Cigarette smoking remains the leading cause of illness, disability and death in the United States, and more than 400,000 premature deaths occur each year in this country from tobacco-related causes (1). More than 80 percent of adult smokers first become regular smokers by the age of 18, and casual experimentation with smoking by adolescents frequently develops into regular smoking and a strong addiction. Despite the growth in anti-tobacco campaigns, research has shown that socioeconomic status (SES) is still a major determinant as to whether or not teens begin smoking (2). A recent analysis of data from the 2000 National Health Interview Study found that smoking prevalence was highest among persons with working class jobs, low education and low income, and that each of these indicators of SES was independently and positively associated with smoking prevalence (3). Previous research has shown that those with the least disposable income and lowest levels of education tend to smoke at the highest levels (4).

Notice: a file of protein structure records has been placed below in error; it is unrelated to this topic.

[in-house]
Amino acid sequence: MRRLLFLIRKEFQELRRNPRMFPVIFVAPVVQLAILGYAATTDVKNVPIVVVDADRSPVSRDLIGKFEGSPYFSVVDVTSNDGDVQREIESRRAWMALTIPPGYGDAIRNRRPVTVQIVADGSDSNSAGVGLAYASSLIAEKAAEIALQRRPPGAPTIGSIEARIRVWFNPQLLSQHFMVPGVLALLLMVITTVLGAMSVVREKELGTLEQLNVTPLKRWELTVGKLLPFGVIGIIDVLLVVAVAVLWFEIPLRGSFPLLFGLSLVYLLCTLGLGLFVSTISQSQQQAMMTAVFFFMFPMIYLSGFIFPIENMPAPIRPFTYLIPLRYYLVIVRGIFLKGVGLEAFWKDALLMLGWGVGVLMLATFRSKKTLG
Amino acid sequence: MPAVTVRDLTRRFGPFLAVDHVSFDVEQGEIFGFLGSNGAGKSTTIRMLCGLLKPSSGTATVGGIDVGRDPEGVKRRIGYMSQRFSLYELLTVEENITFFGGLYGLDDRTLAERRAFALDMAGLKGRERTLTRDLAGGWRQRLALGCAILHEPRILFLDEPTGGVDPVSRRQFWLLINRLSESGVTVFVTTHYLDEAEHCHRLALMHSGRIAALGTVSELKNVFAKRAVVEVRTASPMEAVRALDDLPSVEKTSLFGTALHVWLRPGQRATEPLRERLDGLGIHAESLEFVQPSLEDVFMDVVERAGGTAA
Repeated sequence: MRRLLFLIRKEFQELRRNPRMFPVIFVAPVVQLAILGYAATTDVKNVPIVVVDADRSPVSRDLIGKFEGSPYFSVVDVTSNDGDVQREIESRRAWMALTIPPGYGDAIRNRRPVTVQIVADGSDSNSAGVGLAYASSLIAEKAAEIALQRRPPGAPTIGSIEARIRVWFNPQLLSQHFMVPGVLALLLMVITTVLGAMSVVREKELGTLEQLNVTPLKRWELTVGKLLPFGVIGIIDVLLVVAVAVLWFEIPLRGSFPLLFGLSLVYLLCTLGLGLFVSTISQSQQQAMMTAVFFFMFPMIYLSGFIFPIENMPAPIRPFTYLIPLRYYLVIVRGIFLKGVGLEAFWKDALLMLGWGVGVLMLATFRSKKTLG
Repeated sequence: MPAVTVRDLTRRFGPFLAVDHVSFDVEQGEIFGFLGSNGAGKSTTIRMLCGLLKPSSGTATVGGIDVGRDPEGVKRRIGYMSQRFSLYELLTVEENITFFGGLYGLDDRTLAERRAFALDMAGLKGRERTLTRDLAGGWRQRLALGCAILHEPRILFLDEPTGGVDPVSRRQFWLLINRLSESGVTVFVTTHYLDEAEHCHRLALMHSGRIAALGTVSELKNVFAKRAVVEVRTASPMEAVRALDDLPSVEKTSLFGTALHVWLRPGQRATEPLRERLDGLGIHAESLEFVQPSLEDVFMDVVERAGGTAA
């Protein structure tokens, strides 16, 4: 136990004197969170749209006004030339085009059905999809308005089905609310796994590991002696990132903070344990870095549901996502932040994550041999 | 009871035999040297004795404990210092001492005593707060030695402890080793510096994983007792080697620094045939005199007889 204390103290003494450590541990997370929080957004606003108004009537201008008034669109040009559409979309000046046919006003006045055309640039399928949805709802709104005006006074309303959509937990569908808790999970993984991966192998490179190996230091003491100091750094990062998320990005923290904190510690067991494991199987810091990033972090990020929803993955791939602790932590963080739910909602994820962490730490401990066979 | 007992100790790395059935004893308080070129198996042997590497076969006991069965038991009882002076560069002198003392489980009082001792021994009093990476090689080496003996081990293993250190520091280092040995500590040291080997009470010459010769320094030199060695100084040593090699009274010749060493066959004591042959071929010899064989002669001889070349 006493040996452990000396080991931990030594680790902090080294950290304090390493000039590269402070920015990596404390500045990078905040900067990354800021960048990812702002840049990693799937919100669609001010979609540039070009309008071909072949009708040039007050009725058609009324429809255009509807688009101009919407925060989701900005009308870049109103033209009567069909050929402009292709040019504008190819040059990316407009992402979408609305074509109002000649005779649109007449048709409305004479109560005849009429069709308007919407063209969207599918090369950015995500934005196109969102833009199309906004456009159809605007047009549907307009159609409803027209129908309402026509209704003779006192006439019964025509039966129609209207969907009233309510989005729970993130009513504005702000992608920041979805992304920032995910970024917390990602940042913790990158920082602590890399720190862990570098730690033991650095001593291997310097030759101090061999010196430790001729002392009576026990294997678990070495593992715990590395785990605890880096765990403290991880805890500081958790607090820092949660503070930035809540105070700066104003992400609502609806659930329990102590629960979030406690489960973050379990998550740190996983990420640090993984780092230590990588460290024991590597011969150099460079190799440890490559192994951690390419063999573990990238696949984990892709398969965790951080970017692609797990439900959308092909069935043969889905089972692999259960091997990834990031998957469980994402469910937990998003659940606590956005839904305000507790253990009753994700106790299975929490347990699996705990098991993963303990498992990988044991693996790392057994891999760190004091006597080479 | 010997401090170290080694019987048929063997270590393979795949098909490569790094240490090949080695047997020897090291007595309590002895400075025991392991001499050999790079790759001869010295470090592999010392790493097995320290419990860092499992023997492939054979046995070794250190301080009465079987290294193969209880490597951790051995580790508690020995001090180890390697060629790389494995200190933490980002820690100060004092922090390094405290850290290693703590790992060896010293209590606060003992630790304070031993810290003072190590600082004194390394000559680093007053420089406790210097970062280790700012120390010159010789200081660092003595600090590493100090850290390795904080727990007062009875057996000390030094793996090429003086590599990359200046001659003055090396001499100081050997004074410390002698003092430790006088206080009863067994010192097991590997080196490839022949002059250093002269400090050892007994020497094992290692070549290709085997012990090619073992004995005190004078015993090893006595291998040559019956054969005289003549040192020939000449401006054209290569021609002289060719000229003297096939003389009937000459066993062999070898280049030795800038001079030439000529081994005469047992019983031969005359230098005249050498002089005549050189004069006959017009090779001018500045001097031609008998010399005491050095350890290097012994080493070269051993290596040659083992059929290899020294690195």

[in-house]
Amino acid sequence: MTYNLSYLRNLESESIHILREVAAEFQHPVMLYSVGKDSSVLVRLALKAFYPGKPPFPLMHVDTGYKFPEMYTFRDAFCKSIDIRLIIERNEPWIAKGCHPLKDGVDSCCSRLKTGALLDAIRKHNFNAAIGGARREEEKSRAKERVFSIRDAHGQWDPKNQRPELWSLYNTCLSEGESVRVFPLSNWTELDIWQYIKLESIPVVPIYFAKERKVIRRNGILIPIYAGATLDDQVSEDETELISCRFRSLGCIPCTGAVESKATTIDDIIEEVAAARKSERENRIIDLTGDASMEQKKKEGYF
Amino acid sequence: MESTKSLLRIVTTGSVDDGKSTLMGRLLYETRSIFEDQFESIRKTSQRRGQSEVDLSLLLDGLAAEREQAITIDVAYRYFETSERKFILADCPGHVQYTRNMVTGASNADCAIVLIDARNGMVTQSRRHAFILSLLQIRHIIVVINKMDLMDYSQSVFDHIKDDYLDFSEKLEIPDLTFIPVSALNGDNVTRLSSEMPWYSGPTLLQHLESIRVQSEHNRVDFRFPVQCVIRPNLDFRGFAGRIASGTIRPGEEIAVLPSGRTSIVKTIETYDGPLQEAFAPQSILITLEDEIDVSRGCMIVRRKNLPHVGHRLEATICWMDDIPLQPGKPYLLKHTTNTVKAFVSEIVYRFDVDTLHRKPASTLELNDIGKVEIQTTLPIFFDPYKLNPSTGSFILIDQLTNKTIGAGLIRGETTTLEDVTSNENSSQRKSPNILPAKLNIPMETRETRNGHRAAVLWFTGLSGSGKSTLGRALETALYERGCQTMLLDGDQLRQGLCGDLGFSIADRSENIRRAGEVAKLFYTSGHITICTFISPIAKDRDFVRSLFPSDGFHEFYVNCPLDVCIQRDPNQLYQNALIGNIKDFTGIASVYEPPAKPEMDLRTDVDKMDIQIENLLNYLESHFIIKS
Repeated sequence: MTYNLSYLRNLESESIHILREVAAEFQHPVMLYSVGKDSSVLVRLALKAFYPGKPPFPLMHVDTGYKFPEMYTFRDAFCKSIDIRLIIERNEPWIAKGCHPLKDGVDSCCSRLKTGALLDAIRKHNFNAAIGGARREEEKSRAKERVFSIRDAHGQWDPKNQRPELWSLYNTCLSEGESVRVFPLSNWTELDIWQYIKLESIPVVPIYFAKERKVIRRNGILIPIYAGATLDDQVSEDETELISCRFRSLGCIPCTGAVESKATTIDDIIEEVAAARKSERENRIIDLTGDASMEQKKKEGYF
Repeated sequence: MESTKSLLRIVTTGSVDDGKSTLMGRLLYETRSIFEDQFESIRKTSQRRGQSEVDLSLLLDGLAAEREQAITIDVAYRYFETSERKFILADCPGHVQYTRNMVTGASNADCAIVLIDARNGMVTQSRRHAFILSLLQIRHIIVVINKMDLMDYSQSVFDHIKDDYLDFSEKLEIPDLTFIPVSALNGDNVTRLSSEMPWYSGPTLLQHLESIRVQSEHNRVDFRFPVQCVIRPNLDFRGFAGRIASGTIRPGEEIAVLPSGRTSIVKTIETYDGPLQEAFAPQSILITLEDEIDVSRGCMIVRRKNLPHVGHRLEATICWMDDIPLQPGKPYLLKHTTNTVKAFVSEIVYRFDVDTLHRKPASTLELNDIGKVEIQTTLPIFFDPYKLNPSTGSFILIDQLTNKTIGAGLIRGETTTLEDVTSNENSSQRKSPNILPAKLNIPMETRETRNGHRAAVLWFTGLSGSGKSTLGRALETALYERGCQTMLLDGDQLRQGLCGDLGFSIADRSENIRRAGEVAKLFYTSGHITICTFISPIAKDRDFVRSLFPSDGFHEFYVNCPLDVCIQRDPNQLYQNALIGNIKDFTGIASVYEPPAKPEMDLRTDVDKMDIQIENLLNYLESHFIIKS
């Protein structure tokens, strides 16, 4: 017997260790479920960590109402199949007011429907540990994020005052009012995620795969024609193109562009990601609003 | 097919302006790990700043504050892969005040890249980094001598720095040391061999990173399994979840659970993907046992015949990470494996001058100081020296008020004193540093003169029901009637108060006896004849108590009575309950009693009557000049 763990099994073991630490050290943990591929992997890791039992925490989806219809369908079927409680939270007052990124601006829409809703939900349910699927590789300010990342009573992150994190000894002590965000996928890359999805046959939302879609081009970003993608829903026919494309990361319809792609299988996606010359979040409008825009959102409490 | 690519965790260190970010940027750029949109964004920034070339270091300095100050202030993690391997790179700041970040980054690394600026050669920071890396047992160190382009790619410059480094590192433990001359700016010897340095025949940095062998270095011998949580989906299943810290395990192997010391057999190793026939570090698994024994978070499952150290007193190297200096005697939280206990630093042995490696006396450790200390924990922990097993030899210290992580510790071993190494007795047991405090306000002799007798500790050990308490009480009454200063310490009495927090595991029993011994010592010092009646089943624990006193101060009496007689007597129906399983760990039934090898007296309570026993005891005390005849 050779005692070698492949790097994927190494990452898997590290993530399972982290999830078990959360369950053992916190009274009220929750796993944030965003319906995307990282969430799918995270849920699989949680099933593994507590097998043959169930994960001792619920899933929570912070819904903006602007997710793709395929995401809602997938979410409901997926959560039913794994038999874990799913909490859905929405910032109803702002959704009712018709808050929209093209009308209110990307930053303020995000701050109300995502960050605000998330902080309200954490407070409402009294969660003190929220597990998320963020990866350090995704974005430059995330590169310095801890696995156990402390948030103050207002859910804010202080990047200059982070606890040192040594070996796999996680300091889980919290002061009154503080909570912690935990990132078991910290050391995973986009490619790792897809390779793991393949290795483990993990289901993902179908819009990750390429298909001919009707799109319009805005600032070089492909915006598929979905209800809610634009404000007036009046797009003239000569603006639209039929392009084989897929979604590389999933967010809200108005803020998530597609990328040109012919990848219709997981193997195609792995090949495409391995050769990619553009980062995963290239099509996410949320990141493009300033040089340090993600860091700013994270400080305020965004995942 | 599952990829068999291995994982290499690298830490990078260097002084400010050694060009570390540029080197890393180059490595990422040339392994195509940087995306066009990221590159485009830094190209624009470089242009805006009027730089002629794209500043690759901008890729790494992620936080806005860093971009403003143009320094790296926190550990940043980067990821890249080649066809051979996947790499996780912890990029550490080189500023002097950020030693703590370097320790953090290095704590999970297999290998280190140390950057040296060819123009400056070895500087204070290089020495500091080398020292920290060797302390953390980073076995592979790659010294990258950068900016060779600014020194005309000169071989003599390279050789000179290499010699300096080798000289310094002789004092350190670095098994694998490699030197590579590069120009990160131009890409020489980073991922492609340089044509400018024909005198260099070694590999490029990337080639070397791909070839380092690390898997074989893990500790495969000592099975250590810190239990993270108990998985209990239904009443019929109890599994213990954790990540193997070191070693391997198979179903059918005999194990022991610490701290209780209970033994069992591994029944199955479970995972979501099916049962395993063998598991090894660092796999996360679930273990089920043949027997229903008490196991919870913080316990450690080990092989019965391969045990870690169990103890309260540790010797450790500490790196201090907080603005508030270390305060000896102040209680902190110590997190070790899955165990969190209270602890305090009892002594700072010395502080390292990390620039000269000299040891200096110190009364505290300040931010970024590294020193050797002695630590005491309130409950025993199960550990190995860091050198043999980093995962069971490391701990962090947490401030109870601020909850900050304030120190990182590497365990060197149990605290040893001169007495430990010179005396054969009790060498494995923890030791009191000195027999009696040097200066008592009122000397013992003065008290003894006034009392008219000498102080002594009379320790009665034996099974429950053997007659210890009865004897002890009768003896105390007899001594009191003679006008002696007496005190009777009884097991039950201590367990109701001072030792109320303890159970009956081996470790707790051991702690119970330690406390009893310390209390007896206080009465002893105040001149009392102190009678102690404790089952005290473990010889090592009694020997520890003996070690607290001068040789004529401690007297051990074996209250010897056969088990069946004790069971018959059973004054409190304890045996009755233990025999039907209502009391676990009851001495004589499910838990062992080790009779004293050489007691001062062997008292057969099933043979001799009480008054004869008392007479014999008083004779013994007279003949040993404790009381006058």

International Journal of Global Health and Health Disparities
©2005 International Journal of Global Health and Health Disparities
"Socioeconomic Status and Tobacco Use,"
International Journal of Global Health and Health Disparities, 3(2), 83-88.
Available at: https://scholarworks.uni.edu/ijghhd/vol3/iss2/8